Five facets of the inflation that fell to a 17-year low level

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Australian Economy, Uncategorized

 

With the recent data out and Australian inflation easing to a 17-year low in April-June, the market odds for the interest rate cut have gone to a 50-50 ratio. The Consumer Price Index (CPI) has risen 0.4 per cent in the June quarter 2016 as per the latest Australian Bureau of Statistics (ABS) data post the fall of 0.2 per cent in the March quarter 2016. The headline CPI index otherwise surged 1.0 per cent through the year to the June quarter 2016 which indicates the weakest annual rise since the June quarter 1999. This is well below the Reserve Bank of Australia’s (RBA) target band of two to three per cent while many economists had expected the annual headline inflation rate of 1.1 per cent.

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June Figures (Source: Australian Bureau of Statistics)

Seasonal price rise in medical and hospital services, and Automotive fuel at the top: As per the data, the price rises this quarter are observed for medical and hospital services with 4.2 per cent jump while the automotive fuel witnessed a 5.9 per cent jump. The medical and hospital services got a boost from the annual increase in Private Health Insurance (PHI) premiums that rise in the month of April every year. The surge in automotive fuel comes after the three consecutive quarterly falls with the rise steered by rise in unleaded, premium and ethanol fuels with oil prices increasing from a 12-year low level last quarter. Tobacco price rise was of the order of 2.1 per cent.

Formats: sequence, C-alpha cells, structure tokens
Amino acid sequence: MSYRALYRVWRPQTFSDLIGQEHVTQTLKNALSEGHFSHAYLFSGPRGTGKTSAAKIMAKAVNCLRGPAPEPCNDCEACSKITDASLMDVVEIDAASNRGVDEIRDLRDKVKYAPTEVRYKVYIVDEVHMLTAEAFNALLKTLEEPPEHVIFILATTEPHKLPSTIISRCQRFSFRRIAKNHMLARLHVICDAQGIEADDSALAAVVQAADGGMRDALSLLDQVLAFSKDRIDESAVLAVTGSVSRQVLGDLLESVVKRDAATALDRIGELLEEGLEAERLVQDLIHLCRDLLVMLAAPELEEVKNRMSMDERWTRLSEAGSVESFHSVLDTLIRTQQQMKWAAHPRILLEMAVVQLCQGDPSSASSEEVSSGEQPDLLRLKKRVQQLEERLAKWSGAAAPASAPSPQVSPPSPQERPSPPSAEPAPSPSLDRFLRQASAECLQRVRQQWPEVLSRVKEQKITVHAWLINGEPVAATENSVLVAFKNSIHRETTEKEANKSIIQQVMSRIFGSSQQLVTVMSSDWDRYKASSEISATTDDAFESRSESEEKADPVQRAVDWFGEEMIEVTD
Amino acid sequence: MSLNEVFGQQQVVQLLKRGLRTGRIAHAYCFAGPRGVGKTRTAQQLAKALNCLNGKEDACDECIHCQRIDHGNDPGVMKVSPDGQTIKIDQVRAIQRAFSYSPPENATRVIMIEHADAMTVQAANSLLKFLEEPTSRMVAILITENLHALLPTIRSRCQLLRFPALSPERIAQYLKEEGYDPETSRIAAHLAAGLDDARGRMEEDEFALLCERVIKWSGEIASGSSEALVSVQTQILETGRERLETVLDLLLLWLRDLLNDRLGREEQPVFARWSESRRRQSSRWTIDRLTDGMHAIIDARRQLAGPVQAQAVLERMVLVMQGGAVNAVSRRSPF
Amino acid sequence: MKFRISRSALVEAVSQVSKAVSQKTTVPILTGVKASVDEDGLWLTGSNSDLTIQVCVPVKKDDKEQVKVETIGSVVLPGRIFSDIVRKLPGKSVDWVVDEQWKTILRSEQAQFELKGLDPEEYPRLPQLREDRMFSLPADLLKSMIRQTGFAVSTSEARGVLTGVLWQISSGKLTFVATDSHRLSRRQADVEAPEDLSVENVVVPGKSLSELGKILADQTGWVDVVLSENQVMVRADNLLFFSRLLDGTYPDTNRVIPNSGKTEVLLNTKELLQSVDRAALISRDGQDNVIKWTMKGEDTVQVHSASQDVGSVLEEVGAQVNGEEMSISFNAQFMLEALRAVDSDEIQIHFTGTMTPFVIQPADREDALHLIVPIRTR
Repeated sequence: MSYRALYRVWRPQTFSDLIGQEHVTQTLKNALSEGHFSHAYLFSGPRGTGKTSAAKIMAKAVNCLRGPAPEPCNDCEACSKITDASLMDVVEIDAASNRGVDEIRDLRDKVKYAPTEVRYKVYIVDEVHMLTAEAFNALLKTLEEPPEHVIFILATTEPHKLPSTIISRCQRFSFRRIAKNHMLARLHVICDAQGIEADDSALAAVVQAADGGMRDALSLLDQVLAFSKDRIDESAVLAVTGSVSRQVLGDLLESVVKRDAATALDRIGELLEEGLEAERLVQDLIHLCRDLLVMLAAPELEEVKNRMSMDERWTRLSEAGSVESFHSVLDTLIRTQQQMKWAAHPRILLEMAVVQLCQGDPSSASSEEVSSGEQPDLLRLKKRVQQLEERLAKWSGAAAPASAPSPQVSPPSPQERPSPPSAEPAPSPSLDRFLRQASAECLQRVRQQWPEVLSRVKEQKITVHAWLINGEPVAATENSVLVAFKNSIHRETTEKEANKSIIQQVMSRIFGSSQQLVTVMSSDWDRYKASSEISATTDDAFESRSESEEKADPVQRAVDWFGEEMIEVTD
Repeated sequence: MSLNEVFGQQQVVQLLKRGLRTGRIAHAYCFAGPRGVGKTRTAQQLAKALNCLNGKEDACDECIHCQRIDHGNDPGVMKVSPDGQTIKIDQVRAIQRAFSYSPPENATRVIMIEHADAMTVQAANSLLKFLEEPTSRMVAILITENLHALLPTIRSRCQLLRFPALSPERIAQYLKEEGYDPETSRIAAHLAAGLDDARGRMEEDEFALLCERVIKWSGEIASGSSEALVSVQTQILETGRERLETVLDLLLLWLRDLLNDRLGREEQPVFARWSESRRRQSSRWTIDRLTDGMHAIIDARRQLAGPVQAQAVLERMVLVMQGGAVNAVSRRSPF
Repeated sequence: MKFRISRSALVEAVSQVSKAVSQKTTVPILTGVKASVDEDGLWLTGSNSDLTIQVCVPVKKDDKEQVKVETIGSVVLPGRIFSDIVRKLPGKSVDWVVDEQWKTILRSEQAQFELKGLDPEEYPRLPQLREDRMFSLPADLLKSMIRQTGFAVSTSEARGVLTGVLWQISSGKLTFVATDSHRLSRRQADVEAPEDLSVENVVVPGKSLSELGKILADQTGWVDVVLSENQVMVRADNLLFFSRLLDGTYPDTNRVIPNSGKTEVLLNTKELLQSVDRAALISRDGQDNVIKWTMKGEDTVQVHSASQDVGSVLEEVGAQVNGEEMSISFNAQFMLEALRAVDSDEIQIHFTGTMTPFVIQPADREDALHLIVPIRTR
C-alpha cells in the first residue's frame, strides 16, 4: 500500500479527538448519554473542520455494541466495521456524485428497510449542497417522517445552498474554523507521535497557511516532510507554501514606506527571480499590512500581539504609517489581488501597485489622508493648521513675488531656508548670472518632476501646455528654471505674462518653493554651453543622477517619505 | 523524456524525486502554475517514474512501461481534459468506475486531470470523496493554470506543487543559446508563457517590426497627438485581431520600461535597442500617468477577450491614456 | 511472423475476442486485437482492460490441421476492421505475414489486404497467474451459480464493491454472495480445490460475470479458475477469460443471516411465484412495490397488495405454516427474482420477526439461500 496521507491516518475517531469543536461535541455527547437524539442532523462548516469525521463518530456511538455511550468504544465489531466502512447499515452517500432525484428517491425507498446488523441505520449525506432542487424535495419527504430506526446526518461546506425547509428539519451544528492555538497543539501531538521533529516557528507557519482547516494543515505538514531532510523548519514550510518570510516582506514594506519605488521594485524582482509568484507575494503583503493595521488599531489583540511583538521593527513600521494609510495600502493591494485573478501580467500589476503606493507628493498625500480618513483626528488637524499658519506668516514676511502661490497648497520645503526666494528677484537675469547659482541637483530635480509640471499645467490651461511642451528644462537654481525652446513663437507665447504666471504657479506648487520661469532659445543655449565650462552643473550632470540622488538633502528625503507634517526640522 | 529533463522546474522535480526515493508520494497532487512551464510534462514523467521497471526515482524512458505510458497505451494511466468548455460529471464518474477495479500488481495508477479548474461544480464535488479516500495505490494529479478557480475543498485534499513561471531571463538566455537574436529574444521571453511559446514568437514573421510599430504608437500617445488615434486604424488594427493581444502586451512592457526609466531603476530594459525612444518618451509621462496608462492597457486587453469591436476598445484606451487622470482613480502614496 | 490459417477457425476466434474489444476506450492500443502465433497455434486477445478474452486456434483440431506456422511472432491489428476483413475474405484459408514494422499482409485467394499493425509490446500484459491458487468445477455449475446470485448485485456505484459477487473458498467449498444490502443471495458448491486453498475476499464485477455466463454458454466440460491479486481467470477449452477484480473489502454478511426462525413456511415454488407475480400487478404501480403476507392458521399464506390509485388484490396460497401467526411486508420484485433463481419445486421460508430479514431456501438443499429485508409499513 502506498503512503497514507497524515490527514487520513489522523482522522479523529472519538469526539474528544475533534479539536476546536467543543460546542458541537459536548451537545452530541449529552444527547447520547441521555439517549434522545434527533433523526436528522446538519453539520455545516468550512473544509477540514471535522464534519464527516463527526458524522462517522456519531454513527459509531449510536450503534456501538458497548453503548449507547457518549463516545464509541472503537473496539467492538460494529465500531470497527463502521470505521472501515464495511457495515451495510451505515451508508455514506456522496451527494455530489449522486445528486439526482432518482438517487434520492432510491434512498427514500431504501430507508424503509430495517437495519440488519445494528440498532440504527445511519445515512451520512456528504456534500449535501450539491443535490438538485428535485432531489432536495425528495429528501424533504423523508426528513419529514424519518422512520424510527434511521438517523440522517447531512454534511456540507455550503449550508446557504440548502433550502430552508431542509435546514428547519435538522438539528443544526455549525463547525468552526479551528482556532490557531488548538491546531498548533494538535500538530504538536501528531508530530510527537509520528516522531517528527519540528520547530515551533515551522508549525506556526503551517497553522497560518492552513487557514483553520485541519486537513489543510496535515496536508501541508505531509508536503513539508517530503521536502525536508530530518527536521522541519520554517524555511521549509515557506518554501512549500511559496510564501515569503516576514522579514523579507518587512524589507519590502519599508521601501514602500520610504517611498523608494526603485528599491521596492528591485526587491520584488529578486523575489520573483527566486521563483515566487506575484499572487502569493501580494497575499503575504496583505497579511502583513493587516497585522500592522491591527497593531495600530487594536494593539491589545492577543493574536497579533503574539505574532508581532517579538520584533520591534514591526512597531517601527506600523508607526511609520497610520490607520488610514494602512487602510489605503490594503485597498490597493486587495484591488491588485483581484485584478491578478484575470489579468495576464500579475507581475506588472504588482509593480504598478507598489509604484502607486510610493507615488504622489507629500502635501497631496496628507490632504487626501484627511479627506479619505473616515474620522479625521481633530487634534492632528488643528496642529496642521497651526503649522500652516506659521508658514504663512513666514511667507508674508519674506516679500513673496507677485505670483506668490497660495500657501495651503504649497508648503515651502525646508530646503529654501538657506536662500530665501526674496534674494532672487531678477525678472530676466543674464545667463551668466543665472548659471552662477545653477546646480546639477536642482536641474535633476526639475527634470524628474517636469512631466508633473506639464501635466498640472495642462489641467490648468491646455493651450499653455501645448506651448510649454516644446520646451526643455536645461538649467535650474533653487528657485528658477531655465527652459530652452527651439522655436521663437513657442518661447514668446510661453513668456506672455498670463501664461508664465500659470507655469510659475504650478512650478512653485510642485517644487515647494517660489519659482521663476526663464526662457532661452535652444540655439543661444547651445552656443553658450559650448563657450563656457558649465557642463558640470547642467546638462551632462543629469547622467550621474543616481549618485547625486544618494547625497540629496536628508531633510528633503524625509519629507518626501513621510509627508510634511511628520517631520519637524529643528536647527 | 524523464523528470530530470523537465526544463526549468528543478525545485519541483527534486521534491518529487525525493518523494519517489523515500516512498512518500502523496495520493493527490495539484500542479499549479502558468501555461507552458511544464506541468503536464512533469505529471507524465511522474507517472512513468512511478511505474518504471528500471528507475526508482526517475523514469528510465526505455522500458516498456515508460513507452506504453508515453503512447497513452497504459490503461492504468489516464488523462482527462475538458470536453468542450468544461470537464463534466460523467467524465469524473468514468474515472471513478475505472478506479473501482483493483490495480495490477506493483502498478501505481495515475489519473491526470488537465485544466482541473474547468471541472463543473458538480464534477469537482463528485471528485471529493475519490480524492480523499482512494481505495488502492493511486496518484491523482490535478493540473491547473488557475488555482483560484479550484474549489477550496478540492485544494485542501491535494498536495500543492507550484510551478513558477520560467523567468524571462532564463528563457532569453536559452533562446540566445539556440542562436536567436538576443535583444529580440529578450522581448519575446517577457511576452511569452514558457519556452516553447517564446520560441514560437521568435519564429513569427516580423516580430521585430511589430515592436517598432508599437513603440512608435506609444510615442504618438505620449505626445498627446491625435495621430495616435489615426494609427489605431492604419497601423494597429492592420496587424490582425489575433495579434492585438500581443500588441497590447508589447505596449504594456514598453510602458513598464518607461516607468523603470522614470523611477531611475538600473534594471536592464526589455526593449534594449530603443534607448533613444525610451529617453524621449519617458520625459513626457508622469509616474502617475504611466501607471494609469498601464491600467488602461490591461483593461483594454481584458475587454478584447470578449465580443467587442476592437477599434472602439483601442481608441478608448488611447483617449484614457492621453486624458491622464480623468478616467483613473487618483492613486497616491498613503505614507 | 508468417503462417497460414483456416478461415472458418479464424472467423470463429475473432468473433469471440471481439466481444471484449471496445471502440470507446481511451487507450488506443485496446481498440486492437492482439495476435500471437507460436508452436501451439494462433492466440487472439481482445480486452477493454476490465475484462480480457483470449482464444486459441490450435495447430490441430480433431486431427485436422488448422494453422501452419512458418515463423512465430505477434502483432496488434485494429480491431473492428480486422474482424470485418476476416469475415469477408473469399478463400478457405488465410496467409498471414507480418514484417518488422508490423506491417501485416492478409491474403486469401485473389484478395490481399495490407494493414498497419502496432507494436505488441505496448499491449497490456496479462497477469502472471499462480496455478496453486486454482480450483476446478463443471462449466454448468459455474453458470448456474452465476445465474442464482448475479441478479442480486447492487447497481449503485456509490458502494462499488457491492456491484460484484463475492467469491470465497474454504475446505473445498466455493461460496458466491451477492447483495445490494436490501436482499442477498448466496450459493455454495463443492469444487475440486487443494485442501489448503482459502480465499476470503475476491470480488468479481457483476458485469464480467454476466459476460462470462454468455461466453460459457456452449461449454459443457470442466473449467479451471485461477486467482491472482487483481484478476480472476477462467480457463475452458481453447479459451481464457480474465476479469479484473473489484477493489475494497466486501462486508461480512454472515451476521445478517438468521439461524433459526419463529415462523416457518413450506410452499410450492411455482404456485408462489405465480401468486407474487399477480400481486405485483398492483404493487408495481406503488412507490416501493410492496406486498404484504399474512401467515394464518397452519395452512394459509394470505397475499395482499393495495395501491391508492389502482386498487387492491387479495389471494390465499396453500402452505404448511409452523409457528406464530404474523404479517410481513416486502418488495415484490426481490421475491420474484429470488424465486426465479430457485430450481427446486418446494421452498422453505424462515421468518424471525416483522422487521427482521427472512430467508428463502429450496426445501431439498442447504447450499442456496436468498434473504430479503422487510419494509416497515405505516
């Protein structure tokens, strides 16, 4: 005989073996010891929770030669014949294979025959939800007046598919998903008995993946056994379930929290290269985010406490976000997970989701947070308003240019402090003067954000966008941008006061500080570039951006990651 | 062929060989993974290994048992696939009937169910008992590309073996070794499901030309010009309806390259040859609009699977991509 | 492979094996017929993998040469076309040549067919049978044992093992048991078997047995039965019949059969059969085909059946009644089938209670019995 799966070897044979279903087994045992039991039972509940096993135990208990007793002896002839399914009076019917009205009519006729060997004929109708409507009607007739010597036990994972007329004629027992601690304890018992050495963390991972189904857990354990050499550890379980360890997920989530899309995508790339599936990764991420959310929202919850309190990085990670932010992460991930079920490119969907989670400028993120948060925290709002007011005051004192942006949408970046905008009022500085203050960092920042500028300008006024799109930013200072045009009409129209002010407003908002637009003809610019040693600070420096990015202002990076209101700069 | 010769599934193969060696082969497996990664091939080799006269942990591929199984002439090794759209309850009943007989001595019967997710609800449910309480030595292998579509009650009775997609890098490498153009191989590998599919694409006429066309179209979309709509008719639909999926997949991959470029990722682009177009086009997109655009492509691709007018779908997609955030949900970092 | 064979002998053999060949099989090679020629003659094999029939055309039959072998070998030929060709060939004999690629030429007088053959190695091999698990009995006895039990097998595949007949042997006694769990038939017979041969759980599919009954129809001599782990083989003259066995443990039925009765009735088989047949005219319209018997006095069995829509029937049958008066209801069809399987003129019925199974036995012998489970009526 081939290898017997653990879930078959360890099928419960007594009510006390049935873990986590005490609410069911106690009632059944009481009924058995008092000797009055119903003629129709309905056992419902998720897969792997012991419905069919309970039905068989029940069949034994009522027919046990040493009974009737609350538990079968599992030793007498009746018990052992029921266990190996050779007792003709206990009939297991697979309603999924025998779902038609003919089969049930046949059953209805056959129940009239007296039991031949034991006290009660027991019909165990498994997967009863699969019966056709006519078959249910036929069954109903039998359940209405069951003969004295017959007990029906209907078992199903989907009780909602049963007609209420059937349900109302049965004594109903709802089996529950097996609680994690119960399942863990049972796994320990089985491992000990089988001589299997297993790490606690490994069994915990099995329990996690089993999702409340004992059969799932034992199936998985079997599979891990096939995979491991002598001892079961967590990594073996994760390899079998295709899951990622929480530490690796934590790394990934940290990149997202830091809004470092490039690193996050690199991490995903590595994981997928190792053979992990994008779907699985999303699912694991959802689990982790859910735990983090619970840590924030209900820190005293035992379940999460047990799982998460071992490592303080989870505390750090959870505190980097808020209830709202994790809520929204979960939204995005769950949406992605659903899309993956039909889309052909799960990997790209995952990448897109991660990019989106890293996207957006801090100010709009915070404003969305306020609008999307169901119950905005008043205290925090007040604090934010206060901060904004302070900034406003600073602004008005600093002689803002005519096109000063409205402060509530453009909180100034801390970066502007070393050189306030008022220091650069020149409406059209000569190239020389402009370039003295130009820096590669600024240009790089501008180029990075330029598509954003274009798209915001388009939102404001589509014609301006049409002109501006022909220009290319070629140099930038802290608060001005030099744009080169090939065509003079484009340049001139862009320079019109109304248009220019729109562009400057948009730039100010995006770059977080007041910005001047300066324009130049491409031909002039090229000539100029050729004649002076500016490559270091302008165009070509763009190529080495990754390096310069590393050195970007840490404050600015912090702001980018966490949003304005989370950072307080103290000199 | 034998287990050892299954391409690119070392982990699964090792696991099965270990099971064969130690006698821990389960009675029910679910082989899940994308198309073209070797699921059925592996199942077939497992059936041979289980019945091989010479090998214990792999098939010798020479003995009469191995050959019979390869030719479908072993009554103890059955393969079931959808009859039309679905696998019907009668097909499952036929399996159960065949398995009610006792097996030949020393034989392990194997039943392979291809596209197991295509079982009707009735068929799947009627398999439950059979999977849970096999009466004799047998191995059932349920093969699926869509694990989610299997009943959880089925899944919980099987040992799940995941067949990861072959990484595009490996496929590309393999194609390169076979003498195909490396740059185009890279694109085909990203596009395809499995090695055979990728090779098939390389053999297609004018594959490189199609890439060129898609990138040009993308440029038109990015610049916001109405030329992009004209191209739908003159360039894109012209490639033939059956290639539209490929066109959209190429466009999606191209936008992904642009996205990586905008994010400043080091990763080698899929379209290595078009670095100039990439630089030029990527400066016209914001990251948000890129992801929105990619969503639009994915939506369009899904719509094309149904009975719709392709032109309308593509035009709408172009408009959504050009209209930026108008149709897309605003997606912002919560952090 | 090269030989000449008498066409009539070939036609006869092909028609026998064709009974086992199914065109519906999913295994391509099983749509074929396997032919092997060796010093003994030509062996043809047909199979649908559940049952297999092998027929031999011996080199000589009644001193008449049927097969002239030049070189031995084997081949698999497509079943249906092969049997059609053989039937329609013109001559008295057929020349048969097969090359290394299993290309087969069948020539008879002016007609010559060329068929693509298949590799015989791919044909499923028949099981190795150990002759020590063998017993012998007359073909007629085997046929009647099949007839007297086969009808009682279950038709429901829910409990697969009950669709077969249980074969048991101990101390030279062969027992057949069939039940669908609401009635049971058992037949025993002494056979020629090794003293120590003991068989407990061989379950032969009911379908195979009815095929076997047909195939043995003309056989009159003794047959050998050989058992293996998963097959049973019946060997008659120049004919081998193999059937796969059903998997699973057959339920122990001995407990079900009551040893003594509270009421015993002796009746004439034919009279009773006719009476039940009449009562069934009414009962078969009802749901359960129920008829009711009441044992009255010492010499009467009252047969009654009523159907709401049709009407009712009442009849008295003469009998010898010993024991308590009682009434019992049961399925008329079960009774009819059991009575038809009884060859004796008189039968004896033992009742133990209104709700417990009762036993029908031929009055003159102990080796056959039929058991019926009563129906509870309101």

Domestic holiday travel and accommodation at the bottom: Steep fall in domestic holiday travel and accommodation by 3.7 per cent was noted owing to the off peak season for domestic holiday travel. Even price in motor vehicles and telecommunication equipment and services witnessed a blow of 1.3 per cent and 1.5 per cent, respectively.

Food prices took a U-turn while Education sector remained flat: Food prices dropped 0.3 per cent in the quarter and 0.1 per cent over the year which has been against the trend. The education group recorded no change this quarter.

Housing sector in the mid-way: The sector witnessed rise of 1.3 percent as opposed to 1.7 percent in March quarter. The main contributor to the rise is new dwelling purchase by owner-occupiers, which is up 1.9%. However, costs associated with buying rose 0.9 per cent in the quarter while there was a 0.2 per cent rise in rents.

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All groups index points for the quarter (Source: Australian Bureau of Statistics)

Further dip expected in interest rates: Borrowing costs are already at a record-low of 1.75 percent and are expected to fall further at the back of the year on year 1 per cent rise in the consumer price index.

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